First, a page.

‘The Last Kingdom’: The 1 Moment That Defines the Relationship Between Uhtred and Alfred

In The Last Kingdom, Uhtred (Alexander Dreymon) and Alfred, King of Wessex (David Dawson), have more than a complicated relationship. Over the years, it becomes heated between the two at times and they struggle to understand each other. However, one defining moment solidifies the relationship as critical to the survival of Wessex. Read on to find out more. There are spoilers ahead for season 3 of The Last Kingdom.

Uhtred speaks with Alfred the Great

Alexander Dreymon
Alexander Dreymon | Axelle/Bauer-Griffin/FilmMagic

In season 3, episode 9, Alfred is extremely sick and almost on his deathbed. Somehow, he stays alive to see his son Edward (Timothy Innes) marry. During the wedding feast, Uhtred, who is considered an outlaw at this time, goes to speak with Alfred one final time.

While waiting for Alfred to arrive from the wedding feast, Uhtred admires pages on the table. “It is a chronicle. The pages. It is a chronicle of Wessex,” Alfred says as he appears in the shadows. “It will include my life as King from the moment of my brother’s death until now. Songs of a kind. None of which will mention Uhtred of Bebbanburg.”

“Men will remember what I have done,” Uhtred tells the King.

“But your men will die, as we all must,” Alfred replies. “These pages will remain. The act of committing ink to parchment gives a deed permanence.”

“If it is not burnt,” Uhtred hotly replies.                                  

‘They will know nothing of the Lord Uhtred’

“If it is preserved, yes,” Alfred says. “And in 100 years from now, learned people will read or recite what is written and Alfred will appear. They will know nothing of the Lord Uhtred, nor of your loyalty, advice, bravery, courage, and insolence.”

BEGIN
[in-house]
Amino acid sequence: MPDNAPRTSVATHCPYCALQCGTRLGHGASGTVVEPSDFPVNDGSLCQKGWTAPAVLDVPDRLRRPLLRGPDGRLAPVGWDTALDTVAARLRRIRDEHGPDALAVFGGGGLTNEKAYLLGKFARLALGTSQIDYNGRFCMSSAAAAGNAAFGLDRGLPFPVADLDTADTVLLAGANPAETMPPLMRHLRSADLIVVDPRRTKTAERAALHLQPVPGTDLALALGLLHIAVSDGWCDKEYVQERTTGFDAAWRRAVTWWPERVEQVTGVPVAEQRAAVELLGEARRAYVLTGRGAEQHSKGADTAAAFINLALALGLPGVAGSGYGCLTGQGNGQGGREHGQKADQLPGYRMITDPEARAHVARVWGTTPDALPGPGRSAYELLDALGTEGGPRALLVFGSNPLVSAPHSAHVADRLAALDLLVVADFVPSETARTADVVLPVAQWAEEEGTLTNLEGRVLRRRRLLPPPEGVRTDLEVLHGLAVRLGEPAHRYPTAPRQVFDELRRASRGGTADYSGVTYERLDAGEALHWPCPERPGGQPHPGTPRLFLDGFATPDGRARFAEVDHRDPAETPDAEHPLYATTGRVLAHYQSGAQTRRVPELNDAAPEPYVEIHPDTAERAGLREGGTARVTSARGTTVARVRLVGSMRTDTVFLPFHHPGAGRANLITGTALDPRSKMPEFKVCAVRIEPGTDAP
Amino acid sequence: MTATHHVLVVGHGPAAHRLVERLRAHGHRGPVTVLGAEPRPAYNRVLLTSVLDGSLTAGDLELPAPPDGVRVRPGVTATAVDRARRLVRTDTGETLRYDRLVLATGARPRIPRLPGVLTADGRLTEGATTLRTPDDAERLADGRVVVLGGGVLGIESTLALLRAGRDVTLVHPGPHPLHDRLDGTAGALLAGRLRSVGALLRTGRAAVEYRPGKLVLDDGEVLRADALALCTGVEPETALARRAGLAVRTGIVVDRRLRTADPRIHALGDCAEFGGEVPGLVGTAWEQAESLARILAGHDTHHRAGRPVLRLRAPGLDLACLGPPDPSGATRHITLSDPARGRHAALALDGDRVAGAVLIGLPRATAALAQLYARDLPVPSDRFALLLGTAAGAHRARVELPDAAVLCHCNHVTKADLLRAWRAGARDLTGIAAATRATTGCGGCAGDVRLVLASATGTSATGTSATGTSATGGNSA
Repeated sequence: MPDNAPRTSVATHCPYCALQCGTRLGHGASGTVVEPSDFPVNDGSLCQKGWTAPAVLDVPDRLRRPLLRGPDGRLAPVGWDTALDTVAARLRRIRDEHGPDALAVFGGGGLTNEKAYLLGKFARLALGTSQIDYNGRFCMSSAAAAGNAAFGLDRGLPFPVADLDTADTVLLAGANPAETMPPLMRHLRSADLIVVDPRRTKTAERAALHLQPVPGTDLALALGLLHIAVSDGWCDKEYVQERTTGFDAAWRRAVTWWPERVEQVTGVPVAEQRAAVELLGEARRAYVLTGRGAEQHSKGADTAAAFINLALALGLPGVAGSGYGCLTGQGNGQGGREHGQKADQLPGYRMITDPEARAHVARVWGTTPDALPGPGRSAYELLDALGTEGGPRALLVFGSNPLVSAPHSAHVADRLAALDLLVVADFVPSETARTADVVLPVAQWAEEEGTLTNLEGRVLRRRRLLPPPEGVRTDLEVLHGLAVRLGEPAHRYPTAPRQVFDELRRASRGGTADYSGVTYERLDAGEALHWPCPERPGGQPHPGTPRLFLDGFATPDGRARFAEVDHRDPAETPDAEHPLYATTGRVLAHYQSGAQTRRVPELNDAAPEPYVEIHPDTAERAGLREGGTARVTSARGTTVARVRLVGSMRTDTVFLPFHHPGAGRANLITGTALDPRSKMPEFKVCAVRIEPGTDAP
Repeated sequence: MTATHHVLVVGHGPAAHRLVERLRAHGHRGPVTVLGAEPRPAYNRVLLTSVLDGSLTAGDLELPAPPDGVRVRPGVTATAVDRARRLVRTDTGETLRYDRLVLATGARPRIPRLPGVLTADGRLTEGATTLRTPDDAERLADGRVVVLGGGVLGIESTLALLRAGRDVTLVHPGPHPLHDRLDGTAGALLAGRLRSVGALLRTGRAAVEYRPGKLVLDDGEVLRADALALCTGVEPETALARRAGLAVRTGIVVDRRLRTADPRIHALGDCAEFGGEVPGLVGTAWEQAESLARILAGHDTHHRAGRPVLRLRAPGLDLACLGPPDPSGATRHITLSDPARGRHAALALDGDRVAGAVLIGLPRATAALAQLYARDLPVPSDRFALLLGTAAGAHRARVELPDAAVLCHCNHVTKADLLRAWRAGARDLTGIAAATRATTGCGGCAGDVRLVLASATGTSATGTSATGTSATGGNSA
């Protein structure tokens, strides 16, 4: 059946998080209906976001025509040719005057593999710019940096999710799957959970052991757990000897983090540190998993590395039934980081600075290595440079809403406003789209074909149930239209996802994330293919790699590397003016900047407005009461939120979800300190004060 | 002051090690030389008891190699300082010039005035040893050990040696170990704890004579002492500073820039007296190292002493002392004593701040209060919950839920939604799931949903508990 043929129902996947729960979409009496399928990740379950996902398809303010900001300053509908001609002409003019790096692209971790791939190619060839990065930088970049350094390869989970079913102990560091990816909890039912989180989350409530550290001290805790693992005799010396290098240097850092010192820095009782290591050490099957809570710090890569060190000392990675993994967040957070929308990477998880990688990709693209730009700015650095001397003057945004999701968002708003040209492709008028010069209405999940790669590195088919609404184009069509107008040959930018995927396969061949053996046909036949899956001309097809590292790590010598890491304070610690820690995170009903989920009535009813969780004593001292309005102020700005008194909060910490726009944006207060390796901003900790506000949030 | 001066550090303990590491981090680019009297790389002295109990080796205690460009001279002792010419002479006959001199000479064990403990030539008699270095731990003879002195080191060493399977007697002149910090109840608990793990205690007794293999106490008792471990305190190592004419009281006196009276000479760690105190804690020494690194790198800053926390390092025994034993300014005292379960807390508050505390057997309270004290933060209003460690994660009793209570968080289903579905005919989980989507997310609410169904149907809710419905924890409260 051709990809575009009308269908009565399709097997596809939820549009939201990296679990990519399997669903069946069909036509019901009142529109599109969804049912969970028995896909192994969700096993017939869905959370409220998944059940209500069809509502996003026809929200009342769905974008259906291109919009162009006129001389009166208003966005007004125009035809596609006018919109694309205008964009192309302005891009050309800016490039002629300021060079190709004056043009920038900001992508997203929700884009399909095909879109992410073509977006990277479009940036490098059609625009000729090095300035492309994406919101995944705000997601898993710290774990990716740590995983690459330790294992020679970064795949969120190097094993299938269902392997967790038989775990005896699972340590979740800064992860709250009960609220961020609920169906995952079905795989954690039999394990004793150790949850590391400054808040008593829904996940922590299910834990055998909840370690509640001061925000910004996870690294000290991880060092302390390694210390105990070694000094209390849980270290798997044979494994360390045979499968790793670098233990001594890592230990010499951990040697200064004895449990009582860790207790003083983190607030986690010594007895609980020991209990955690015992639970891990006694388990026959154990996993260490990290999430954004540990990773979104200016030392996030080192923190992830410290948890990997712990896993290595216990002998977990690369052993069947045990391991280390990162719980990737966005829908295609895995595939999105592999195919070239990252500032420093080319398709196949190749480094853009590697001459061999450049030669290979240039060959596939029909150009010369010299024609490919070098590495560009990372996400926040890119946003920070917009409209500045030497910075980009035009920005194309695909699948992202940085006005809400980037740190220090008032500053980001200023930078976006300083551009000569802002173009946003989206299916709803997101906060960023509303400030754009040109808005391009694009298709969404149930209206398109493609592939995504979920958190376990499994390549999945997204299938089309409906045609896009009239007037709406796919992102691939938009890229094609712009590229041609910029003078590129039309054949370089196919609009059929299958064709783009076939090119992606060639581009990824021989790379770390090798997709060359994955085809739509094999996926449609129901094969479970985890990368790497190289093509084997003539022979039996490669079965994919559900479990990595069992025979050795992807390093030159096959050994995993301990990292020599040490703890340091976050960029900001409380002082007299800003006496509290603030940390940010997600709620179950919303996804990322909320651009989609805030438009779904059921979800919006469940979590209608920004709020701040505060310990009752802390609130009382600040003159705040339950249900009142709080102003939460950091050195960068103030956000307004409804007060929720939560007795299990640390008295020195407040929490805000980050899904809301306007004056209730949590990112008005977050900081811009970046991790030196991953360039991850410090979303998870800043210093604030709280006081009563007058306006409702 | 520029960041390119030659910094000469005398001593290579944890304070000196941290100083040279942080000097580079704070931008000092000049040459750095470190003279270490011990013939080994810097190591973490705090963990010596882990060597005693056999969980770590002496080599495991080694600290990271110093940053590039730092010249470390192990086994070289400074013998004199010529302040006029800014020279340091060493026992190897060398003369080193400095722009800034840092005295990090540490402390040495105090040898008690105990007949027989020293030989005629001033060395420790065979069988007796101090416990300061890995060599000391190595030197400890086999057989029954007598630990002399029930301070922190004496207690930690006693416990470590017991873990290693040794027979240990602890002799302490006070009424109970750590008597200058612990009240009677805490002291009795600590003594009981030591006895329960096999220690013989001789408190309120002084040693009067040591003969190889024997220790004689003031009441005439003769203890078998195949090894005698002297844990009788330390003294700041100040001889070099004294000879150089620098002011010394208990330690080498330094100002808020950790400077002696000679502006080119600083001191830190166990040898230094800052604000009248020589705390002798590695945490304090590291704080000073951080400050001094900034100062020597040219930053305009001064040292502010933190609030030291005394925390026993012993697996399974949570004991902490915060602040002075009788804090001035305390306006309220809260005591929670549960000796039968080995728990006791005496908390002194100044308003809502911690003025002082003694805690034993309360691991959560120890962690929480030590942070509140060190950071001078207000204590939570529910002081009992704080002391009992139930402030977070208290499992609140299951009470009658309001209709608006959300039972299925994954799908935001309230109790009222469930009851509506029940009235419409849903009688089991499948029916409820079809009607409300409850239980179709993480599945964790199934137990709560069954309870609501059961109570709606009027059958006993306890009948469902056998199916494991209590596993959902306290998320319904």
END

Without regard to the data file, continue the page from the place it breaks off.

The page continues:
Alfred asks Uhtred why he is there and what he wants to say to him while he is still around to hear it. Alfred is looking more and more sickly and he’s inches from the grave.

“If I were to say one thing it’s that I could never have killed you when I held the knife to your throat,” Uhtred tells him. “I could never have taken your life. I would have beaten you gladly, but I would never be the man who killed Alfred, King of Saxons.”

Alfred pardons Uhtred

Uhtred also says he understands why he isn’t included in the pages of history. “It will not be written that Alfred did stand on Uhtred’s shoulders. Many times, but I know it to be true,” Alfred tells him.

They eventually toast to Edward and his new bride. Alfred then admits he was wrong for what happened between them and he’s afraid of Wessex being lost. Alfred again asks Uhtred to watch over Edward, at least until he is crowned King. He gives Uhtred a pardon regardless and takes his hand. “I’ve made my peace. I’ve made my request. I do not require an answer,” Alfred says.

Once Alfred dies, Uhtred makes the tough decision to stay and help Edward. It’s what Alfred wanted and Edward will be better off with Uhtred there to help guide him and protect him in arguably the most dangerous time for Wessex.

The relationship between Alfred and Uhtred was tumultuous at best, but they were bonded from the start. This one moment defines the nature of their friendship.